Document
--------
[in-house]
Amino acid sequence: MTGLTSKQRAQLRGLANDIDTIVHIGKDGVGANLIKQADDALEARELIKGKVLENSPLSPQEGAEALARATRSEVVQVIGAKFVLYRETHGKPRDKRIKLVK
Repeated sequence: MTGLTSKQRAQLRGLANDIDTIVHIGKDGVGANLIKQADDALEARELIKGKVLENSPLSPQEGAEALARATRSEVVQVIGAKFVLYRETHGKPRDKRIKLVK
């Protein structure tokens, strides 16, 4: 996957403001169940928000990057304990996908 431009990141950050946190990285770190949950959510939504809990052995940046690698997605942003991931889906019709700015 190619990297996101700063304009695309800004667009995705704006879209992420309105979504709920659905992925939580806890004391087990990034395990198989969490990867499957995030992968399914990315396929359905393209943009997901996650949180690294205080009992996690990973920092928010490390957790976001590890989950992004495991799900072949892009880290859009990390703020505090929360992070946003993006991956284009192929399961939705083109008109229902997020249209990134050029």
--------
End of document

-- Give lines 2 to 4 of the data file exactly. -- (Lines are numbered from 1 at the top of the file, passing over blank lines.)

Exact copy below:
Amino acid sequence: MTGLTSKQRAQLRGLANDIDTIVHIGKDGVGANLIKQADDALEARELIKGKVLENSPLSPQEGAEALARATRSEVVQVIGAKFVLYRETHGKPRDKRIKLVK
Repeated sequence: MTGLTSKQRAQLRGLANDIDTIVHIGKDGVGANLIKQADDALEARELIKGKVLENSPLSPQEGAEALARATRSEVVQVIGAKFVLYRETHGKPRDKRIKLVK
């Protein structure tokens, strides 16, 4: 996957403001169940928000990057304990996908 431009990141950050946190990285770190949950959510939504809990052995940046690698997605942003991931889906019709700015 190619990297996101700063304009695309800004667009995705704006879209992420309105979504709920659905992925939580806890004391087990990034395990198989969490990867499957995030992968399914990315396929359905393209943009997901996650949180690294205080009992996690990973920092928010490390957790976001590890989950992004495991799900072949892009880290859009990390703020505090929360992070946003993006991956284009192929399961939705083109008109229902997020249209990134050029």